St. Louis Beacon
By Robert W. Duffy, Beacon Associate Editor
Posted 9:30 am Fri., 11.11.11
INCESSANT VISIONS: LETTERS FROM AN ARCHITECT
Soon after the end of the World War II, in what must be regarded as an act not only of optimism but of defiant courage, members of Congregation B'nai Amoona in St. Louis commissioned the great architect Erich Mendelsohn to design a synagogue for them.
A Jew, an artist and an intellectual, Mendelsohn fled Germany, Holland, the United Kingdom and even Palestine to escape almost certain death by the Nazis. He ended up in 1945 in America. He settled in San Francisco, where he died in 1953.
The connection between the St. Louis congregation and him was Erwin V. Weichmann. As a young architect, Mendelsohn had designed a store for him, in what was then Silesia.
When the time came to build a new house of worship for B'nai Amoona - the children of faith - Weichmann (who changed his name to Winston) suggested Mendelsohn. Although the synagogue's members did not universally embrace the choice, we must thank those who approved of this radically modern building. Their legacy is the building at 524 Trinity Avenue in University City.
On Sunday (Nov. 13) at 3 p.m., in a marvelously appropriate selection, a movie called "Incessant Visions" will be shown in the synagogue, now art center, building. The visionary founders of the Center of Cultural Arts (COCA) saved the edifice, unmistakably Mendelsohnian, from probable destruction. It has been well used as a temple of learning and a vessel of the arts.
The movie is a braid of three complex skeins: architecture, culture and personal biography. The latter is eloquently, poignantly addressed in the autobiographical words of Mendelsohn's wife, the beautiful, exquisitely articulate cellist Louise Maas Mendelsohn, and through letters written by her and Mendelsohn.
The culture - well, the culture of Europe in the mid-20th century, especially as it affected intellectuals, avant-garde artists and Jews - is always and ever with us.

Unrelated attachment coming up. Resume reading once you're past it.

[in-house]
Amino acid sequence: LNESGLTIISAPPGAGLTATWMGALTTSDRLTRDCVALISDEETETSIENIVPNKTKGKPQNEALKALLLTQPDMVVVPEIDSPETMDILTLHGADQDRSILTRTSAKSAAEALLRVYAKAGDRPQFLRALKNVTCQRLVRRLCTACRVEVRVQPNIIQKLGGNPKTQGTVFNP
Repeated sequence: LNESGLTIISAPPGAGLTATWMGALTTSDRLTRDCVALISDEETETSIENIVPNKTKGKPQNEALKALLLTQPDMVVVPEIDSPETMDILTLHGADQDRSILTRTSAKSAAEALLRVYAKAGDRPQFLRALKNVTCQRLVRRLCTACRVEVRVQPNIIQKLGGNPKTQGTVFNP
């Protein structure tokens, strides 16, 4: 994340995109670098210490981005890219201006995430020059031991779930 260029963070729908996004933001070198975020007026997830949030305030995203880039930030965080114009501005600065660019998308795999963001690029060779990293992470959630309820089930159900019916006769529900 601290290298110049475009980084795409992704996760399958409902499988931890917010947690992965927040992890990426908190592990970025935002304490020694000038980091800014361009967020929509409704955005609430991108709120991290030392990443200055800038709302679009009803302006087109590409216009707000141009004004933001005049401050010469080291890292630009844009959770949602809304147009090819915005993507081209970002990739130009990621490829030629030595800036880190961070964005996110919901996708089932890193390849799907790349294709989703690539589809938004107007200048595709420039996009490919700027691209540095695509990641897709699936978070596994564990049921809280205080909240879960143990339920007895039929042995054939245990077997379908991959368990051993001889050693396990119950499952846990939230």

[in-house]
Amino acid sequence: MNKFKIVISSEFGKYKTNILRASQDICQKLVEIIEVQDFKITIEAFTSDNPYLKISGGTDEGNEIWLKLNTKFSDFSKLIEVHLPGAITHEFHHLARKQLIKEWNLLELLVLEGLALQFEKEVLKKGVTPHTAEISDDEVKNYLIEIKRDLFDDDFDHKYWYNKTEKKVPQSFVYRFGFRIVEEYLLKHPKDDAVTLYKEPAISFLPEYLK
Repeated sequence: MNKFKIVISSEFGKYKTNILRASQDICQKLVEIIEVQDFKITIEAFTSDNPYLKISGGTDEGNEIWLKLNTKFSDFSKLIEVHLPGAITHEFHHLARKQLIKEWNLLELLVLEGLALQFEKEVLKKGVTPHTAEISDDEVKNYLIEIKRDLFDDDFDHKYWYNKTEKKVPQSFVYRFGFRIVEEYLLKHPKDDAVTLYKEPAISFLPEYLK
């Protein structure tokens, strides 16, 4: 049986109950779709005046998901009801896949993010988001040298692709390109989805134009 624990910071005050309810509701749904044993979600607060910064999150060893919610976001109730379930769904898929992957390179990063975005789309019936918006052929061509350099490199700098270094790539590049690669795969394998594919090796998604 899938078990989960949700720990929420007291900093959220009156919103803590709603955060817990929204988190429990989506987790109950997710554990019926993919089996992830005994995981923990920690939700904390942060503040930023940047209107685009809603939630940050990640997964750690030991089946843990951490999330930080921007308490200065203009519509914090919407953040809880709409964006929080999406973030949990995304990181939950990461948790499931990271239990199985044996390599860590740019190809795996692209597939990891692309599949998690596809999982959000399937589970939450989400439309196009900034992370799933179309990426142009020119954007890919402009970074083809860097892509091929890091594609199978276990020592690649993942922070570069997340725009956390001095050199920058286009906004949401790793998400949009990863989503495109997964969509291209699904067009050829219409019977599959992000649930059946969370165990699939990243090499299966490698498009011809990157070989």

Mendelsohn's buildings, and his drawings and his resolute commitment to the spirit and the manifestation of the new, give definition to the word genius.
Giants of architecture tend toward grandiosity; forever, it seems, they regard their individual visions as the ones that will reinvent, purify, glorify and bring beauty and impose rationality on the chaos that distinguishes our world. Mendelsohn was no exception. As Louise Mendelsohn explains, he wanted to control everything he touched, including her. He was, of course, confounded constantly in ways both trivial and cataclysmic.
"Incessant Visions," both the title of the movie and a profound condition of Mendelsohn's existence, is an affecting and telling documentary, a story of bravery, genius, infidelity, triumphs and tragedy.
I hope many will make time for Duki Dror's fine picture. Once you see the show, you may wonder why he did not include the B'nai Amoona-COCA building is in the film. My guess is because, in the inventory of works by Mendelsohn, it is problematical. His "incessant vision" of it was on a Missouri hillside rather than an urban street corner.
No matter. B'nai Amoona-COCA survives, and remains to enrich our regional treasury. The film provides a sweeping look at many other Mendelsohn buildings standing and lost. Filmed through a sheer veil of melancholy, it accomplishes what art is meant to, and that is to touch our souls and animate our intellects, while revealing to us worlds that for good and ill surround us and exist as well within ourselves.